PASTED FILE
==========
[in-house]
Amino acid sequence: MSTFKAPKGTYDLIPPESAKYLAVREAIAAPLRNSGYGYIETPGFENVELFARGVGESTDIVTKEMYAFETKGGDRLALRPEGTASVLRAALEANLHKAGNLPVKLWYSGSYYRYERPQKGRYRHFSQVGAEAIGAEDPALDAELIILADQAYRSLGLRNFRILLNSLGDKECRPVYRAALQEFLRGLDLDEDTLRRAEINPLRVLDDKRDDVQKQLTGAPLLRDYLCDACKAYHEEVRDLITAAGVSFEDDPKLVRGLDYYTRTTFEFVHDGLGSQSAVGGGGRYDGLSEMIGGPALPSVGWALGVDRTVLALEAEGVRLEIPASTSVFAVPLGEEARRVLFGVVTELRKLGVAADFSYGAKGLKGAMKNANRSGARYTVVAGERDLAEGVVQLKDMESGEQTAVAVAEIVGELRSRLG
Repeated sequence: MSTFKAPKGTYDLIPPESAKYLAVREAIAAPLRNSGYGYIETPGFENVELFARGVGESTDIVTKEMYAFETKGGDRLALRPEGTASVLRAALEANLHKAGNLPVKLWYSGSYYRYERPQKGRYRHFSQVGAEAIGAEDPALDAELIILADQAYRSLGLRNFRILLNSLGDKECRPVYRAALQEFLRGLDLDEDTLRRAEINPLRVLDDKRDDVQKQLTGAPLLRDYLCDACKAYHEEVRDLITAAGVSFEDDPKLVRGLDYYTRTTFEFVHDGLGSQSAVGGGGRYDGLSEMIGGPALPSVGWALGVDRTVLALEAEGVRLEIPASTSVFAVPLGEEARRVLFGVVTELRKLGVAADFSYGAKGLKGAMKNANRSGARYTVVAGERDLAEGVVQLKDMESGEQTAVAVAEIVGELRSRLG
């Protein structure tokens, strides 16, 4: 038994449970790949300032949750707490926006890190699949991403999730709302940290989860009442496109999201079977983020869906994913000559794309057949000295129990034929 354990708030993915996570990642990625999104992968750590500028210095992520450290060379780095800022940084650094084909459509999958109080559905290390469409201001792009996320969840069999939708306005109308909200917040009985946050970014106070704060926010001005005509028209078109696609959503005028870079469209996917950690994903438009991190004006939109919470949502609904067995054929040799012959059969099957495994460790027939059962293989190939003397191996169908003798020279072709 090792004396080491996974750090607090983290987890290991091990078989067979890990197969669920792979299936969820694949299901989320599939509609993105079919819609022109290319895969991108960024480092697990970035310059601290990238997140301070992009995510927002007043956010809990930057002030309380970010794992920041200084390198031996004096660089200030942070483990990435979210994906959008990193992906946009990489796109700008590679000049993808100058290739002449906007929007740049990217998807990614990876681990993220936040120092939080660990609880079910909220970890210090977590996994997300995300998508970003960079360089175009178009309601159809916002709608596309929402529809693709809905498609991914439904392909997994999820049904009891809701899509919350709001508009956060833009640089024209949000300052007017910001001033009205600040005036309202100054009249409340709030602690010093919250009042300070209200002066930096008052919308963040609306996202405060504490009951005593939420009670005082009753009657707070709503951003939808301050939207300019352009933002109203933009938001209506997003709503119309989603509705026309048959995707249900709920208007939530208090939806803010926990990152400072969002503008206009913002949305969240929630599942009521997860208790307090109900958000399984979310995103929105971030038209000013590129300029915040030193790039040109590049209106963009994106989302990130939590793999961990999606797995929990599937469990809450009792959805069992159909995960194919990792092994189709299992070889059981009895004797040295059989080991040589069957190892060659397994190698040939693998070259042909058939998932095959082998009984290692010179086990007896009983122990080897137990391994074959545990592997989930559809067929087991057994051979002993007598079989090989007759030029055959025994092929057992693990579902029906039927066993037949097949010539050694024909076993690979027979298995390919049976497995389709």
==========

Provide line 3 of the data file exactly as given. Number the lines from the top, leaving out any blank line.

Repeated sequence: MSTFKAPKGTYDLIPPESAKYLAVREAIAAPLRNSGYGYIETPGFENVELFARGVGESTDIVTKEMYAFETKGGDRLALRPEGTASVLRAALEANLHKAGNLPVKLWYSGSYYRYERPQKGRYRHFSQVGAEAIGAEDPALDAELIILADQAYRSLGLRNFRILLNSLGDKECRPVYRAALQEFLRGLDLDEDTLRRAEINPLRVLDDKRDDVQKQLTGAPLLRDYLCDACKAYHEEVRDLITAAGVSFEDDPKLVRGLDYYTRTTFEFVHDGLGSQSAVGGGGRYDGLSEMIGGPALPSVGWALGVDRTVLALEAEGVRLEIPASTSVFAVPLGEEARRVLFGVVTELRKLGVAADFSYGAKGLKGAMKNANRSGARYTVVAGERDLAEGVVQLKDMESGEQTAVAVAEIVGELRSRLG